Thanksgiving Prep and Troubleshooting


#169

Way back when I was much younger and did Cacophony Society things MrsTobinL and I hosted a regrettable food party. Nobody would touch the Spam, but the tuna noodle casserole I made was passable mostly cause I used the french fried onions stuff instead of potato chips.


#170

ok, fellow specimens, I heard back about the green turkey.

“Grandma always ordered her turkey at the meat market near the house but for some reason she bought a frozen turkey at Safeway. She thawed it baked it and then cut the thing open to serve it and it was GREEN inside! She was ‘fit to be tied’ to use her phrase!
Safeway compensated her in some way but it spoiled her dinner that’s for sure!”

She was from Wisconsin, so Wisconsin-isms, aka “Scansin’” were always coming out of her, like “fit to be tied” or “come here once” or “he’s a real son of a gun” or “I’ll call the police!” I swear she said all those things, and more, when we were growing up. I will try to think of more. Such a dear lady and I miss her.

I just can’t believe the rotten turkey story. YUCK.


#171

The ultimate source is MaleChef

I think that it was from last year


#172

I love that tumblr.
I forget I follow it, and they don’t post that often, so there’ll I’ll be scrolling away through my Hiddles.gifs and Supernatural.gifs and then random gross food item… always jarring. :slight_smile:


#173

CASE IN POINT!


#174

My mom sent me a ton more Scansin-isms from Grandma. I need to start a new thread on local flavors of language… the stuff she sent me was pure gold. Apparently AIDS-FREE TIGER BLOOD runs in my family, cuz my grandmother’s veins and arteries were overflowing with it.


'Scansin-isms and other local linguistic flavors
#175

Needs a kielbasa cabin, but that is a wonderful holiday edible arrangement.


#176

Aww, but he’s CUTE!!!


#177

We need this tree to go with him!


#178

I had to abandon this thread due to an unscheduled trip, but I think you should know that I just emailed your recipe to myself. I’m a fiend for pea soup, but I haven’t eaten a land animal since the early 80’s (I was 11, Iz old, but not that oldz). I should be able to try this even after the kitchen demo starts in about a week.

I’m not in the habit of photographing my food (bad at remembering to document projects, too), but I’m happy to report that the key lime cheesecake was a success. I will definitely make it again, and make some minor adjustments to intensify the lime flavor a bit. Also ended up making some muffin tin-sized pumpkin pies with the leftover pie filling, and they were more popular than the main pie. Yay! Used cinnamon graham crackers for the crusts. I never made a crust before last Thursday, but it worked. The smoked turkey was well eaten by those who eat bird, my silly green bean casserole came out as expected, mashed potatoes got parsley instead of cheese, and my SO made some cheesy serrano corn bread which was quite good with less heat than you might expect.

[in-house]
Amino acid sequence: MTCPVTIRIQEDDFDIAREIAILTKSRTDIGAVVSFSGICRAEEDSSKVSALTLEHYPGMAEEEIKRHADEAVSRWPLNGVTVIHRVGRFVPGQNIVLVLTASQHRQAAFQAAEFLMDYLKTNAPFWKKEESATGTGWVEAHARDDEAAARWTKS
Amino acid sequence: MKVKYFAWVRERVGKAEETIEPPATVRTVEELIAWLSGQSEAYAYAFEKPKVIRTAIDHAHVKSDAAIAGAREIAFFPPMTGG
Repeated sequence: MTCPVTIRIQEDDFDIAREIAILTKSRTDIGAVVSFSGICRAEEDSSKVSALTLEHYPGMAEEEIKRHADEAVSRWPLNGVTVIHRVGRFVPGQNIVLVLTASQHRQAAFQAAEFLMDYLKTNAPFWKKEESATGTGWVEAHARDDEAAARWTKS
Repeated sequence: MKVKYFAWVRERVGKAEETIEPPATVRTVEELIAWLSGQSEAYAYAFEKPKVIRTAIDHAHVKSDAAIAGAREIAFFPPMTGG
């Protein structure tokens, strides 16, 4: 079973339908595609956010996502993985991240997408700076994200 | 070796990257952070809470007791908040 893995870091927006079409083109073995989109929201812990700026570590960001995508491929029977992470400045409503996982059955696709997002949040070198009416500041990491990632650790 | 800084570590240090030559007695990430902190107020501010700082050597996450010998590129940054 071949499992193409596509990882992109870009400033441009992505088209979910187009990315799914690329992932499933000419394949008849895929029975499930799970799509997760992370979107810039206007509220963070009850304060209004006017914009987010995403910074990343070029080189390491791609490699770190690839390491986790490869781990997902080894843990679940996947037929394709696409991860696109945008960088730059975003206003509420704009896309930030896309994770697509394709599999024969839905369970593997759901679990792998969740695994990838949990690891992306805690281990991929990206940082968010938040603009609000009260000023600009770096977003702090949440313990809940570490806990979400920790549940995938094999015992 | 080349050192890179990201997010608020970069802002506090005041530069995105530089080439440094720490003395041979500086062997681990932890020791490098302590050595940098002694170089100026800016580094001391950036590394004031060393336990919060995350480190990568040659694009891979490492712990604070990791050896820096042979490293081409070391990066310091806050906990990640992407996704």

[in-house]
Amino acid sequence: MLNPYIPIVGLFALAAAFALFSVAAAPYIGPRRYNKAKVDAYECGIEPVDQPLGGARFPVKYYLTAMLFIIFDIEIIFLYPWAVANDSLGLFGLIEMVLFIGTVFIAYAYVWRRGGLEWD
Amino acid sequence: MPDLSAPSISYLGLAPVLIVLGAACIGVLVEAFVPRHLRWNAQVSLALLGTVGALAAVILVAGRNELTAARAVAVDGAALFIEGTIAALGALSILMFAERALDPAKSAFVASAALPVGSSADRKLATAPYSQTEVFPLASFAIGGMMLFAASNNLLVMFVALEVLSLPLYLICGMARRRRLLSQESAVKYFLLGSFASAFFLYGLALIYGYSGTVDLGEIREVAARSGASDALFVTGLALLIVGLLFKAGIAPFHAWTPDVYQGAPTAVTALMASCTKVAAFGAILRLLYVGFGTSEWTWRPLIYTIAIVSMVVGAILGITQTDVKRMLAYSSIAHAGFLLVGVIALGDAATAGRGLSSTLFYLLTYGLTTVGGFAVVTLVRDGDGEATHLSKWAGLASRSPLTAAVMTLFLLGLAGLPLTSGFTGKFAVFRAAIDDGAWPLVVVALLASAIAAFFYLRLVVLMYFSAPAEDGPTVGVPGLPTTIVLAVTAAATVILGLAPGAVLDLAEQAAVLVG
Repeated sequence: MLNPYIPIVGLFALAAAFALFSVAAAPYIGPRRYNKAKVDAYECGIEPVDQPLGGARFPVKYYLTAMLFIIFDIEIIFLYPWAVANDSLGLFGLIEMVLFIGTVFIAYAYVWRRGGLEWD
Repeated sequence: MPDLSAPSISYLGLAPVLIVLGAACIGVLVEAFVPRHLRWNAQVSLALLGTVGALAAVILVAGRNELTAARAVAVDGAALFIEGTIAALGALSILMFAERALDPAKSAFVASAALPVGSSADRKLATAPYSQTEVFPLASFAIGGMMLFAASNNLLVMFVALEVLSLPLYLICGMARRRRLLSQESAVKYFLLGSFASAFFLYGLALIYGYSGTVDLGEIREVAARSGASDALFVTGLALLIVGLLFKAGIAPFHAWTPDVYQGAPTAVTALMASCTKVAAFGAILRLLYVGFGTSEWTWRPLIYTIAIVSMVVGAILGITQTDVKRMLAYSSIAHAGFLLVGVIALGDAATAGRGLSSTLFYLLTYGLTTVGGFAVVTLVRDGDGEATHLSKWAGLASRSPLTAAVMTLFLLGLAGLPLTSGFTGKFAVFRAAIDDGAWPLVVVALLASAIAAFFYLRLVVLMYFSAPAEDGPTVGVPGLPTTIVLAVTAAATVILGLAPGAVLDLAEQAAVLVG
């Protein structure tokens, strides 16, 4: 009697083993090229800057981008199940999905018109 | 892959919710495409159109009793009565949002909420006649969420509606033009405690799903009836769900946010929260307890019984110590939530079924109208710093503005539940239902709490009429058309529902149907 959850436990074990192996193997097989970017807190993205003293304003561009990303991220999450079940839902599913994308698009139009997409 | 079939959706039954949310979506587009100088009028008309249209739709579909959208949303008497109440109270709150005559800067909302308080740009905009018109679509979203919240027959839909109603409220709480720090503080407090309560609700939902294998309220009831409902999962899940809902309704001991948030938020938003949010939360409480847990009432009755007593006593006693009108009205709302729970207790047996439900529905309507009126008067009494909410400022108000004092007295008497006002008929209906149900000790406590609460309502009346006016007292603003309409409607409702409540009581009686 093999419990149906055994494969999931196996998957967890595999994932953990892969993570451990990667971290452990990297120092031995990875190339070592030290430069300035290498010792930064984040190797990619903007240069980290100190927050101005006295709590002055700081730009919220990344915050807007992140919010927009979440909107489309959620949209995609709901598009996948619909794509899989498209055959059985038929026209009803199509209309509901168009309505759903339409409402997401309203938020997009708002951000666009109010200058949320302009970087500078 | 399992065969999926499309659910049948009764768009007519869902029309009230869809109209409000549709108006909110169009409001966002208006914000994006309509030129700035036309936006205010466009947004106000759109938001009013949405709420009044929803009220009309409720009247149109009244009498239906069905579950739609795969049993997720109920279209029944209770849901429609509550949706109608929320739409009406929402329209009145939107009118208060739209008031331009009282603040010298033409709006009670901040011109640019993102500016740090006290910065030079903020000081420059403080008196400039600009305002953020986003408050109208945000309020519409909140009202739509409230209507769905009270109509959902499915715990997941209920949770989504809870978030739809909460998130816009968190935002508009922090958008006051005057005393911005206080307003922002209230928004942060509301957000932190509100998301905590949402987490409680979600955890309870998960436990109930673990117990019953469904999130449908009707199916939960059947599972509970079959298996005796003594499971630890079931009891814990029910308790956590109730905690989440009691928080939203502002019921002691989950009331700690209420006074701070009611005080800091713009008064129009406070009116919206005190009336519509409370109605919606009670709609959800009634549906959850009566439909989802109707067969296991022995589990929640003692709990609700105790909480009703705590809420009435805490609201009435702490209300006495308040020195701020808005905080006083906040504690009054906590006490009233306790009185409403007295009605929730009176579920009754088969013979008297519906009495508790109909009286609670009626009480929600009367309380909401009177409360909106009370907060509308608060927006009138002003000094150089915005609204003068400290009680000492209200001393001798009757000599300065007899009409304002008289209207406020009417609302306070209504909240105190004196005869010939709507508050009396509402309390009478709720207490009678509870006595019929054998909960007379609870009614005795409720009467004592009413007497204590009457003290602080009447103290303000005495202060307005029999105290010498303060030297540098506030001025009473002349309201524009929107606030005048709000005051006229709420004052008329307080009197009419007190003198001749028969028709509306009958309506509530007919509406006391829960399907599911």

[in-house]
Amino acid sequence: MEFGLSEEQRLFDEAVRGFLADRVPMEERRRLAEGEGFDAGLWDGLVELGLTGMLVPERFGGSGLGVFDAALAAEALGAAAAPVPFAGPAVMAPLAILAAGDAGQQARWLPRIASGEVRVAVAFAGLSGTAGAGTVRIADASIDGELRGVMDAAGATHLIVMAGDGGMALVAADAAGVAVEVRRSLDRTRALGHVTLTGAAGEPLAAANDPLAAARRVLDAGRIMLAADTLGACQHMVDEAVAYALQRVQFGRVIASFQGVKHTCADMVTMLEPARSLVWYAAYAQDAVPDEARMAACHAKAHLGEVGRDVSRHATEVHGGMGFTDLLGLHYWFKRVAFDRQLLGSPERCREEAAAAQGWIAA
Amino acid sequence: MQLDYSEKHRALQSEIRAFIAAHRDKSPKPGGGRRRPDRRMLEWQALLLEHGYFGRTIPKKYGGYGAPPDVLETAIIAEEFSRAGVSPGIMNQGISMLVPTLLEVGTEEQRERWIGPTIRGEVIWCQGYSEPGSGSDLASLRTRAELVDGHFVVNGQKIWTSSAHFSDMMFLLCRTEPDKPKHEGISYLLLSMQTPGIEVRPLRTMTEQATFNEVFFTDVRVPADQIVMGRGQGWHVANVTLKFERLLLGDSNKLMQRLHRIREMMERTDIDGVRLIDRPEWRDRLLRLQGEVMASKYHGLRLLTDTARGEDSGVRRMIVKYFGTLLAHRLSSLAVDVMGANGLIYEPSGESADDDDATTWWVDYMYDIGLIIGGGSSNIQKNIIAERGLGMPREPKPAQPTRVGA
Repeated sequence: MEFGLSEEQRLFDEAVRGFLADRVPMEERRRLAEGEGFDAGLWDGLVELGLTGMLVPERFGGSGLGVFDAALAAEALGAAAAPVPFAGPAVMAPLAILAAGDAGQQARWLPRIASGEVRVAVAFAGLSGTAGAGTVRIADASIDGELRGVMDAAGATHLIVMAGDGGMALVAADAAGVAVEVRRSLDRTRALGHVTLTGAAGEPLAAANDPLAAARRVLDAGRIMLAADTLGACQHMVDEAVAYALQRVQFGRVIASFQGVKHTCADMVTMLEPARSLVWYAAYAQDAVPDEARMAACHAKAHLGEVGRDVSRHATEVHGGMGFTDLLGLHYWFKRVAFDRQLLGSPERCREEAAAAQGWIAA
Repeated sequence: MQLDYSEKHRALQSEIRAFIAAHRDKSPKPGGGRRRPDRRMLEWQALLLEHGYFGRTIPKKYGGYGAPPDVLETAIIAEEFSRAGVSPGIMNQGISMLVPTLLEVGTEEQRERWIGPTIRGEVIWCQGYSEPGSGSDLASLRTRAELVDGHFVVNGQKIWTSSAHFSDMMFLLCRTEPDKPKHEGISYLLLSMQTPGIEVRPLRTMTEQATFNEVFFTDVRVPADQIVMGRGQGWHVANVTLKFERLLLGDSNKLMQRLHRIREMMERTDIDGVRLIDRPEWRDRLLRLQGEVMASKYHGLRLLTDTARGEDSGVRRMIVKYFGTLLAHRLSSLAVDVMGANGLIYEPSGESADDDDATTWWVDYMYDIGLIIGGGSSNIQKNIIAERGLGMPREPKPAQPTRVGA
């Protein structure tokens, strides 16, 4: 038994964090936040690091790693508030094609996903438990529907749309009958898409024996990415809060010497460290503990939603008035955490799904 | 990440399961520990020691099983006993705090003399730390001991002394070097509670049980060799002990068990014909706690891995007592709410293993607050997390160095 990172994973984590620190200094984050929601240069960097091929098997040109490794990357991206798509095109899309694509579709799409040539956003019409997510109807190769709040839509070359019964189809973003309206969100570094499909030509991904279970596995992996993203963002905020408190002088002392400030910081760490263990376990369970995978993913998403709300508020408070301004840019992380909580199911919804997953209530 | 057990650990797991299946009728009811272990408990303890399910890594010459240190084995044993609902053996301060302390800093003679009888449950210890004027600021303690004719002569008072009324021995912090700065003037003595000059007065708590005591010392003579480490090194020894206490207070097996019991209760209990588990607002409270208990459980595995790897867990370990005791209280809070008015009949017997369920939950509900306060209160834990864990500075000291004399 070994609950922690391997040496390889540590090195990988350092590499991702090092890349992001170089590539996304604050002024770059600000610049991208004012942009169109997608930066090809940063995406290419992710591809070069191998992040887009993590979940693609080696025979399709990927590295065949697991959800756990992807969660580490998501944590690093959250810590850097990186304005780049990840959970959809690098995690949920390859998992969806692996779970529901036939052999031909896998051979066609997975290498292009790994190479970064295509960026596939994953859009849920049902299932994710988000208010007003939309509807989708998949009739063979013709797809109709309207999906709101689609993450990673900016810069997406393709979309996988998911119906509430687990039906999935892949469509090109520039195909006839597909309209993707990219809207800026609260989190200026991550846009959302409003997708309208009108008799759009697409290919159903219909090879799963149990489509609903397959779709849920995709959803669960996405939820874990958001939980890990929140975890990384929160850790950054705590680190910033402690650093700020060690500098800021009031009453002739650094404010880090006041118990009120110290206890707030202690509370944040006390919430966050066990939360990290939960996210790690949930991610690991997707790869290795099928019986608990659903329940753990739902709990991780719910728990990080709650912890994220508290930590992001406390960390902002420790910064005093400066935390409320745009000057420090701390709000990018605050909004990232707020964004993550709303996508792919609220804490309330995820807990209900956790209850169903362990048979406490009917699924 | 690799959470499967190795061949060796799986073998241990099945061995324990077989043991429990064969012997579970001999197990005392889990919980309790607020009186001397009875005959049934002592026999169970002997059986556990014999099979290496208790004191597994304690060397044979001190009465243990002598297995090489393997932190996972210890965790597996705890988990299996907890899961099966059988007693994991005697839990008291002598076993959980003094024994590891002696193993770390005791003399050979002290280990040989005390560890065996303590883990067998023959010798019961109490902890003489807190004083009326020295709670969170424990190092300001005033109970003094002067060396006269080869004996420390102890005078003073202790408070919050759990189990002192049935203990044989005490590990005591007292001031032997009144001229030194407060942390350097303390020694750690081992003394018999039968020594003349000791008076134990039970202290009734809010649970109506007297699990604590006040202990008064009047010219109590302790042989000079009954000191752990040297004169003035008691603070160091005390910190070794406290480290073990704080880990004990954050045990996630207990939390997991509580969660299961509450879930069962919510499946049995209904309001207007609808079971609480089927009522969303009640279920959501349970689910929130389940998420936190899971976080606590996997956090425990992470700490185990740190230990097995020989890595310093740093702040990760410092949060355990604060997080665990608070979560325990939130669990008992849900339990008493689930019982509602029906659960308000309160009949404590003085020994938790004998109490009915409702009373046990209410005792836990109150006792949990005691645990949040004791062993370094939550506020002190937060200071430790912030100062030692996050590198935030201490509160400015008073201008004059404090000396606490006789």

@awjt: Please produce that list because, I can’t say I’ve heard your grandma’s phrases before. What part of the state did she live in?


#179

I’ll be happy to get any feedback or suggestions on it.

If you want some specific proportions, I jotted them down when I made it over Thanksgiving and could add them, but you’re an enthusiastic cook and should be able to wing it perfectly well from what I wrote above. It’s not a terribly specific kind of recipe.


#180

It’s a great recipe and I’m going to try it.


#181

It’s over in its new thread about Scansinisms. She was from the Racine area, born 1919. So you have to take the era into consideration.


#182

I’m not a big fan of cooking, but I make shit up in the kitchen all the time. Sometimes, people even like the results. :wink:

I have a black bean chili recipe of the same vein as your split pea recipe. Based on a soup I had to make every morning for a semester while working at a Brazilian restaurant, and developed through much experimentation to the point of autopilot perfection.


#183

I found it. Half my family is from Racine, but the important parts found their way to the middle of the state. Funny thing is, my grandparents didn’t use these phrases, they had -isms much more in line with the user-submitted stuff.


#184

My father in law is also from Racine (born in 1946), and he says some of the stuff my Grandma said, but not all. And he also says different stuff too. Basically, Wisconsin is WEIRD and they are all WEIRDOES.


'Scansin-isms and other local linguistic flavors
#185

I think a few of around here may resemble that remark.


#186

Maybe @japhroaig will give us the Train Wreck footage for Christmas… still waiting…


#187

I came back here, just for this recipe. Thanks @Clifton!!!


Christmas cooking plans?
#188

I know where it is at. A storage building packed to the gills (it has to be). On a DVD that has chicken scratches for labeling. It’s gonna be fun :smiley: